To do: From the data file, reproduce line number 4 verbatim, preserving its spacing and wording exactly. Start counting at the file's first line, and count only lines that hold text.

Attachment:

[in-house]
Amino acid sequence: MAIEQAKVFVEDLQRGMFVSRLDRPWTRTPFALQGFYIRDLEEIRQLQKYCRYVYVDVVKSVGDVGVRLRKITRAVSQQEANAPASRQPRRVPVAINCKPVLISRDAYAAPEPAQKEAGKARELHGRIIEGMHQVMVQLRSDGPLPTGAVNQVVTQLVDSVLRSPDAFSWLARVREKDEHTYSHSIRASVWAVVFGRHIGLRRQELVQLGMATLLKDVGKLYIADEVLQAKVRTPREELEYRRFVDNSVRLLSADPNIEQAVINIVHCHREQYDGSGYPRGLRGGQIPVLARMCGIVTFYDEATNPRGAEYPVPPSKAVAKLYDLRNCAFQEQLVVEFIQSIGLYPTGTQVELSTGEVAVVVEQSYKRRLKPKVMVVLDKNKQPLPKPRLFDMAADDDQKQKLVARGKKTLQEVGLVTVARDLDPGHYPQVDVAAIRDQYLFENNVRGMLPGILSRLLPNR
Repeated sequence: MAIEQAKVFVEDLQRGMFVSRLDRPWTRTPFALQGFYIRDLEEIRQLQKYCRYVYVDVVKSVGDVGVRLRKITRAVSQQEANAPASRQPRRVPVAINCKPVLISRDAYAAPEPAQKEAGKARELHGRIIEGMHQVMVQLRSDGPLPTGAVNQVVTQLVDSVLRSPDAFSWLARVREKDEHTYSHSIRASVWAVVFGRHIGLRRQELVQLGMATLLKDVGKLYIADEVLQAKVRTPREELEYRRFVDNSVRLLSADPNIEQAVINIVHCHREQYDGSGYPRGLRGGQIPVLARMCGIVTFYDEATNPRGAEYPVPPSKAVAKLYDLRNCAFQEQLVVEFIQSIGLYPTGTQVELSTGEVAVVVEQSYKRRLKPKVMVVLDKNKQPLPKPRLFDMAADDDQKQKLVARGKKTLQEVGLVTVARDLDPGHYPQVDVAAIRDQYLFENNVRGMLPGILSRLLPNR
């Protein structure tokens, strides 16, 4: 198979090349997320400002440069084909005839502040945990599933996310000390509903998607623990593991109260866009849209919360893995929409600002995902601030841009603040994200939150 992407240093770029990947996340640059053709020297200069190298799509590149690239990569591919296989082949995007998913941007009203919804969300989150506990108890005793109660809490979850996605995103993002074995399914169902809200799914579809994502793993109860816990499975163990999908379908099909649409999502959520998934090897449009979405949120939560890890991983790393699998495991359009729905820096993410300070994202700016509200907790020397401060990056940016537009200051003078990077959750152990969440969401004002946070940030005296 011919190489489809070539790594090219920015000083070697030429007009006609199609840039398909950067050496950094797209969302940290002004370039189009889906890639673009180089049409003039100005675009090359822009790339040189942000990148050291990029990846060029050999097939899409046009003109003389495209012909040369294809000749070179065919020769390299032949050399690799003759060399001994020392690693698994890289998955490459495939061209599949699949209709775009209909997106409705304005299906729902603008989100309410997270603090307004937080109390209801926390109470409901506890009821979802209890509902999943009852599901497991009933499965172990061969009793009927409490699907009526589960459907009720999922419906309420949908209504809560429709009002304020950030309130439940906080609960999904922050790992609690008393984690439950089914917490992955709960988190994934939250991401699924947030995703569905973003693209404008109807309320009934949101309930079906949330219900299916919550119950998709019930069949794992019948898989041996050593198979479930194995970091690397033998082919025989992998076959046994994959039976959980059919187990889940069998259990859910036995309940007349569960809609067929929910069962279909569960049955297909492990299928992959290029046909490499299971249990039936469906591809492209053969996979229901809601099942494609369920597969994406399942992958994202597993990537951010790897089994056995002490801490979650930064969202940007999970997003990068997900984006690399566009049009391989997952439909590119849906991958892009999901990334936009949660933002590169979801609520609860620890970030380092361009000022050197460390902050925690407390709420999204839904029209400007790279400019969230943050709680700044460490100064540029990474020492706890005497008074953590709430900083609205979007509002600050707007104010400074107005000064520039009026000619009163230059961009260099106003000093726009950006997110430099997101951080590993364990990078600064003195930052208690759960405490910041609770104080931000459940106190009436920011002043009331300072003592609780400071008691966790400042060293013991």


């Protein structure tokens, strides 16, 4: 198979090349997320400002440069084909005839502040945990599933996310000390509903998607623990593991109260866009849209919360893995929409600002995902601030841009603040994200939150 992407240093770029990947996340640059053709020297200069190298799509590149690239990569591919296989082949995007998913941007009203919804969300989150506990108890005793109660809490979850996605995103993002074995399914169902809200799914579809994502793993109860816990499975163990999908379908099909649409999502959520998934090897449009979405949120939560890890991983790393699998495991359009729905820096993410300070994202700016509200907790020397401060990056940016537009200051003078990077959750152990969440969401004002946070940030005296 011919190489489809070539790594090219920015000083070697030429007009006609199609840039398909950067050496950094797209969302940290002004370039189009889906890639673009180089049409003039100005675009090359822009790339040189942000990148050291990029990846060029050999097939899409046009003109003389495209012909040369294809000749070179065919020769390299032949050399690799003759060399001994020392690693698994890289998955490459495939061209599949699949209709775009209909997106409705304005299906729902603008989100309410997270603090307004937080109390209801926390109470409901506890009821979802209890509902999943009852599901497991009933499965172990061969009793009927409490699907009526589960459907009720999922419906309420949908209504809560429709009002304020950030309130439940906080609960999904922050790992609690008393984690439950089914917490992955709960988190994934939250991401699924947030995703569905973003693209404008109807309320009934949101309930079906949330219900299916919550119950998709019930069949794992019948898989041996050593198979479930194995970091690397033998082919025989992998076959046994994959039976959980059919187990889940069998259990859910036995309940007349569960809609067929929910069962279909569960049955297909492990299928992959290029046909490499299971249990039936469906591809492209053969996979229901809601099942494609369920597969994406399942992958994202597993990537951010790897089994056995002490801490979650930064969202940007999970997003990068997900984006690399566009049009391989997952439909590119849906991958892009999901990334936009949660933002590169979801609520609860620890970030380092361009000022050197460390902050925690407390709420999204839904029209400007790279400019969230943050709680700044460490100064540029990474020492706890005497008074953590709430900083609205979007509002600050707007104010400074107005000064520039009026000619009163230059961009260099106003000093726009950006997110430099997101951080590993364990990078600064003195930052208690759960405490910041609770104080931000459940106190009436920011002043009331300072003592609780400071008691966790400042060293013991």